Prosecutor: Algonquin lawyer tried to hire many hitmen

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ROCKFORD – A federal prosecutor said Wednesday that at least five people were contacted as part of an Algonquin attorney's plot to have his girlfriend's ex murdered – including a client who owed attorney fees.

The information was presented during Jason W. Smiekel's first scheduled court appearance since he was arrested last week.

Following a detention hearing, U.S. District Judge P. Michael Mahoney said he would allow Smiekel to be freed on home incarceration, but he gave prosecutors a day to decide whether they will appeal his decision.

Home incarceration is different than home detention in that it has more strict conditions, said Assistant U.S. Attorney John McKenzie.

Under the conditions of his release, Smiekel would not be allowed to leave his mother's house except under certain circumstances, such as to attend scheduled court dates or to meet with his attorney. Smiekel also must turn over his passport and surrender his FOID card, as well as have no direct or indirect contact with potential witnesses.

Smiekel's attorney, Mark Gummerson, cited his client's lack of a criminal history and emphasized how being arrested is a deterrent.

"I don't think the court can underestimate the chilling impact of being arrested," Gummerson said.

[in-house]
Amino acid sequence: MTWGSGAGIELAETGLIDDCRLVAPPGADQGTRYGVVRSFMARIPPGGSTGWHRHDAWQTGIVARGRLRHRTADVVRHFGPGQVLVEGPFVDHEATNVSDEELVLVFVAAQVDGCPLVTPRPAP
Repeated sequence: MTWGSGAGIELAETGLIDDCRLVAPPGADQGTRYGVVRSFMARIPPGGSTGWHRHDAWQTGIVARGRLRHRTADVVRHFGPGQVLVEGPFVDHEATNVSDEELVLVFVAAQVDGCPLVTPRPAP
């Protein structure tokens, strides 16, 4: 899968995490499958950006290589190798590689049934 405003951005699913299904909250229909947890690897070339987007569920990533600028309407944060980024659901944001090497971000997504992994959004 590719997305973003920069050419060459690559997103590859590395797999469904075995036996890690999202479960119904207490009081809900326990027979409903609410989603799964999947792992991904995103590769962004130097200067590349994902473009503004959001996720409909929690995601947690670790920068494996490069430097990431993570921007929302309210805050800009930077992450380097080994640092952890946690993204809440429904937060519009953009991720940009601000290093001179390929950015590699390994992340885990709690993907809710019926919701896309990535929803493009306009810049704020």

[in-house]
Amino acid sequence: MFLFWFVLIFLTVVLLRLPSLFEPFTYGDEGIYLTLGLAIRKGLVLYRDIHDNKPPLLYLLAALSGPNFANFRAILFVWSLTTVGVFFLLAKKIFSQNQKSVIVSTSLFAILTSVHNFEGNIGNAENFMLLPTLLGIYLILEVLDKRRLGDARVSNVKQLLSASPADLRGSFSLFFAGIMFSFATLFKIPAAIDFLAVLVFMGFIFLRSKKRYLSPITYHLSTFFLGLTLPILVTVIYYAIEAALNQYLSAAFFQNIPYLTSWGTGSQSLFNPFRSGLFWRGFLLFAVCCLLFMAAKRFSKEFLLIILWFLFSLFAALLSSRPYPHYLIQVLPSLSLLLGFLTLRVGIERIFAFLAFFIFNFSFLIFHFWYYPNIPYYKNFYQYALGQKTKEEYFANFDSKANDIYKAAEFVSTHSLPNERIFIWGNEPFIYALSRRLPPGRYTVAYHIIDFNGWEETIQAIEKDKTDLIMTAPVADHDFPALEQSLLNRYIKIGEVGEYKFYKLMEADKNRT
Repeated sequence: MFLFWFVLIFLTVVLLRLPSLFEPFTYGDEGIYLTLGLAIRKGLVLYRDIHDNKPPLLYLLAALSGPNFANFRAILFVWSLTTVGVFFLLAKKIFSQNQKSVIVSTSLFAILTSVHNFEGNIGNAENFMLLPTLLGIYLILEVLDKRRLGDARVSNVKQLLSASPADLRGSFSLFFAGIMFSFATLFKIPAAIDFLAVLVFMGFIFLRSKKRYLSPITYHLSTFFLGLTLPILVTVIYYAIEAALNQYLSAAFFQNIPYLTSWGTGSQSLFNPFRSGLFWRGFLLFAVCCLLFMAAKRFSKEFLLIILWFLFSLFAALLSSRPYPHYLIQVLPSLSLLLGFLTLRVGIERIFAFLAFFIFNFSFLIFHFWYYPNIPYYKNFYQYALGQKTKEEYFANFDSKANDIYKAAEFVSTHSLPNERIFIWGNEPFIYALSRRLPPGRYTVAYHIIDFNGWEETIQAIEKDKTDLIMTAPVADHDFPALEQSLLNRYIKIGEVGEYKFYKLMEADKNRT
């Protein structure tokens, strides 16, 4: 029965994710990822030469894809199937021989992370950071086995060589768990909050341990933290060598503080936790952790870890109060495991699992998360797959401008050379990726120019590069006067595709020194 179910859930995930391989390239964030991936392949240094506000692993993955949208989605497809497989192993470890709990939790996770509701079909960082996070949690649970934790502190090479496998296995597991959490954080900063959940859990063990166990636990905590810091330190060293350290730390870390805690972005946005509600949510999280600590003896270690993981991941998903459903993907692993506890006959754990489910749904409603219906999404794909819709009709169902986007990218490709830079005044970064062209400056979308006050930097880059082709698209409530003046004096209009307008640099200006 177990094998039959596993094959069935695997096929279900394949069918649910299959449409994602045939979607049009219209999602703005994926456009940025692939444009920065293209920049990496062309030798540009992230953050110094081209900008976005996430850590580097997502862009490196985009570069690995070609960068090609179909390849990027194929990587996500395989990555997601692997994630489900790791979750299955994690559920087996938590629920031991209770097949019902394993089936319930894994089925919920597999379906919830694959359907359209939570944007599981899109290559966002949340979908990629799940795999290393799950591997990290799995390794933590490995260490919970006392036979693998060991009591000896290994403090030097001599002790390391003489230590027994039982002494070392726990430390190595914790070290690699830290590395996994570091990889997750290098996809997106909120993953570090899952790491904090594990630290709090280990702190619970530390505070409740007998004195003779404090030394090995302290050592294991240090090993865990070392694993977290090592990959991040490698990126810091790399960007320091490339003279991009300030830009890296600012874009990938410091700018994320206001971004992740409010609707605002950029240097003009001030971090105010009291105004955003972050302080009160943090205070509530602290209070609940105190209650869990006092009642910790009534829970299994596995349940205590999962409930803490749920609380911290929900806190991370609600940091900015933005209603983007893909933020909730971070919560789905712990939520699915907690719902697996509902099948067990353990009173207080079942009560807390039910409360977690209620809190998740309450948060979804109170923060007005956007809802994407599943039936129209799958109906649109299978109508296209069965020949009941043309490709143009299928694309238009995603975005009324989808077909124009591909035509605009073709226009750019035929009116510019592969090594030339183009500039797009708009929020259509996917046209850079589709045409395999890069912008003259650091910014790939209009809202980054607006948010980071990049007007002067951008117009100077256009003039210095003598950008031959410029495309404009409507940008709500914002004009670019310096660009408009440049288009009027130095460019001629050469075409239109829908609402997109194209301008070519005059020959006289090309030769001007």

Smiekel, 29, is accused of trying to hire an undercover agent from the U.S. Bureau of Alcohol, Tobacco and Firearms to kill his girlfriend's ex-boyfriend, who allegedly had information that could ruin Smiekel's career.

Prosecutors said Smiekel paid two men $8,000 to commit the murder – but they took off with the money – as well as solicited one of his own clients.

He also allegedly contacted a fourth man, who notified police and then served as a confidential informant, setting up a meeting with the ATF agent.

Sarah Tucker, a special ATF agent. but not the one involved in the meeting, briefly took the stand during a hearing to determine whether there was probable cause to believe a crime was committed.

She said there were some incorrect information in an affidavit she submitted, such as that Smiekel had at one time represented the alleged intended victim, not his girlfriend, and that it was a paternity case, not a divorce case.

At one point, McKenzie asked that the courtroom be closed to the public citing privacy rights of the alleged intended victim, but he withdrew the request after the judge stressed the importance of the public's right to know.

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